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Schools in Lincolnshire warned over high levels of term-time holiday

By Lincolnshire Echo  |  Posted: December 03, 2012

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Head teachers in Lincolnshire have been told to clamp down on the number of holidays they authorise for pupils during the school term.

New figures have revealed pupils in the county take almost twice the national average of holidays during term time.

Lincolnshire County Council has said it will be forced to review the performance of schools and take action if the figures do not improve.

John O’Connor, head of school admission at Lincolnshire County Council, said: “The issue of authorised family holiday was first raised with headteachers to point out that this is an area requiring improvement and that schools must insist that parents justify why the holiday meets the ‘exceptional circumstances’ test.

“Where it doesn’t, it should not be authorised.”

Headteacher-approved holidays are the biggest cause of pupil absence after illness and accounted for 9.5 per cent of all missed lessons in the academic year 2010-11.

The national average is 5.9 per cent.

The tougher stance on the figures is part of Every Day Matters, the county council’s new initiative to improve school attendance.

Advice is also being given to schools on the legal options available to help with persistently absent pupils, including fines ranging from £60 to £2,500 and possible prosecutions.

In autumn 2011, there were 2,164 primary school pupils and 3,098 secondary school pupils classified as “persistently absent” in Lincolnshire.

Labour councillor John Hough, vice-chairman of the children and young people scrutiny committee, told the Echo he thought encouraging parents to be more supportive of their children would be more effective than threatening them.

He said: “If there’s someone persistently truant, that’s different.

“But if a parent takes their child our of school for a medical appointment or a short break because it was the only time they could get off work, then we have to be sympathetic.”

Jule Holmes, 47, a mum of two from Lincoln’s West Parade, said: “The economy is still reeling and we’re all still scrimping and scraping to get by.

“For most of us with kids, we can only afford to have a family holiday during school term time because it’s cheaper.”

Freddie White, deputy head at Lincoln Christ’s Hospital School said: “There are ample opportunities for families to take holidays during the allocated holiday periods.

“While we understand they are more expensive, irreparable damage can be done to a young person’s learning when they miss school.”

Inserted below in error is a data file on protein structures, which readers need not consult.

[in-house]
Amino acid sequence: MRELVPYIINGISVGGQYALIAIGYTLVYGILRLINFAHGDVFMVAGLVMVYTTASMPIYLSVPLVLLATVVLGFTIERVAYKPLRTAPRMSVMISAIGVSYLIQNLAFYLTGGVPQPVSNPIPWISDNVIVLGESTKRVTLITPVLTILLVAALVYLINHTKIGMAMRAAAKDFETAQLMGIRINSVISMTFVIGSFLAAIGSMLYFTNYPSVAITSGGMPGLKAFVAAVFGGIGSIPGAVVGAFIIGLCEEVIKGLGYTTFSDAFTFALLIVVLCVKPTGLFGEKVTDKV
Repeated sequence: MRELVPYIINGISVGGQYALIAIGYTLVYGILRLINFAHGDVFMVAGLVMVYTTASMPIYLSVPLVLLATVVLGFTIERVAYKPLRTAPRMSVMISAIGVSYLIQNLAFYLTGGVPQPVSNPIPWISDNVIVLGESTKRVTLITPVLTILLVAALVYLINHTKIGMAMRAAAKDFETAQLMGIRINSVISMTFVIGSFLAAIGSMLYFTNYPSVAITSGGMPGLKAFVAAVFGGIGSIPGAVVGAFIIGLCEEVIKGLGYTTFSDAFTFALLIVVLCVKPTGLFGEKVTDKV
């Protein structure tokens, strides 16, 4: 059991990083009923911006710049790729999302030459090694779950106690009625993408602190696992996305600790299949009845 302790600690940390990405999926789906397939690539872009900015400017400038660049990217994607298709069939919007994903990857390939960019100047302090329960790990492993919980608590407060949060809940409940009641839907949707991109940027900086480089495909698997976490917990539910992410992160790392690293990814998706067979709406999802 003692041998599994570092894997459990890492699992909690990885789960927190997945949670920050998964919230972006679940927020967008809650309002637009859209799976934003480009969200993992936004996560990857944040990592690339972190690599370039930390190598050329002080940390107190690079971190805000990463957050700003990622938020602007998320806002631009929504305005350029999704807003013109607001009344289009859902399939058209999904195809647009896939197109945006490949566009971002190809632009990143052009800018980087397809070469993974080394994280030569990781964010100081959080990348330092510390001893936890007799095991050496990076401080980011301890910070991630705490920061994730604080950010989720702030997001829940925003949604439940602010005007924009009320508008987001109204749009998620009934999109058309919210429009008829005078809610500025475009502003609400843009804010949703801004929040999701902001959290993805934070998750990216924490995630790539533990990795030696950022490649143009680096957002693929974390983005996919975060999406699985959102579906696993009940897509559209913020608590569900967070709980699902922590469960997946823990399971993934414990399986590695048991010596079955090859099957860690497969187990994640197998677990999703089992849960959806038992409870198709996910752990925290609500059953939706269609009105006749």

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  • screenman  |  December 03 2012, 7:22PM

    If the holiday companies make so much profit as many of you keep saying why do they often go bust? As for those talking about time off sick, does that mean that kids who have holidays are never off sick? So a child has 2 weeks holiday then say 2 weeks sick over the year, that is a lot of catching up to do. Also who is going to help them do the catching up, I know the teacher who already has their hands full.

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  • bertie64  |  December 03 2012, 1:01PM

    while the gutless government lets the holiday tour companys double the prices dureing the school holidays this will keep happening the only way to stop it is to clamp down on the price fixeing buy these geedy companys

    |   7
  • AnnNom  |  December 03 2012, 12:58PM

    As with so many things, it's all a matter of proportion. It would be foolish, to say the least, to take a child out of school in the first few weeks of a new school year or in the year before exams. Other times may not be so crucial. What should happen is that parents should contact the school and find a week which is not going to impact greatly on the child. In my experience however, parents often don't ask for permission. They simply tell the headteacher that their son/daughter won't be in next week and it happens. I agree that holiday companies are profiteering from this but it's not a new idea. I'm certain that today's parents knew this would be the case before they decided to have children.

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  • nigelsparky  |  December 03 2012, 12:14PM

    "No excuses. No child should ever be taken out of school by their parents for the likes of 'holidays'...are 14 weeks not long enough? Doing that to a child is damaging their future and that self indulgence has to be cruelty." Whilst I agree with you regarding the lengths of the school holidays, a 2 week holiday is hardly going to damage their future. And what happens then when the kids are off with an illness? They catch up when they return. If it is that much of a problem, then it's about time that the government got to grips with the pure unadulterated profiteering and expolitation by the holiday companies. Afterall, to my knowledge, no other industry puts up their prices during the school holidays!

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  • OldLincolnia  |  December 03 2012, 11:33AM

    No excuses. No child should ever be taken out of school by their parents for the likes of 'holidays'...are 14 weeks not long enough? Doing that to a child is damaging their future and that self indulgence has to be cruelty.

    |   -4
  • DavidSLincoln  |  December 03 2012, 7:53AM

    'Irreperable damage'. Poppycock. Allow 1 week of absence per pupil per year. Taken as illness or holiday.

    |   1

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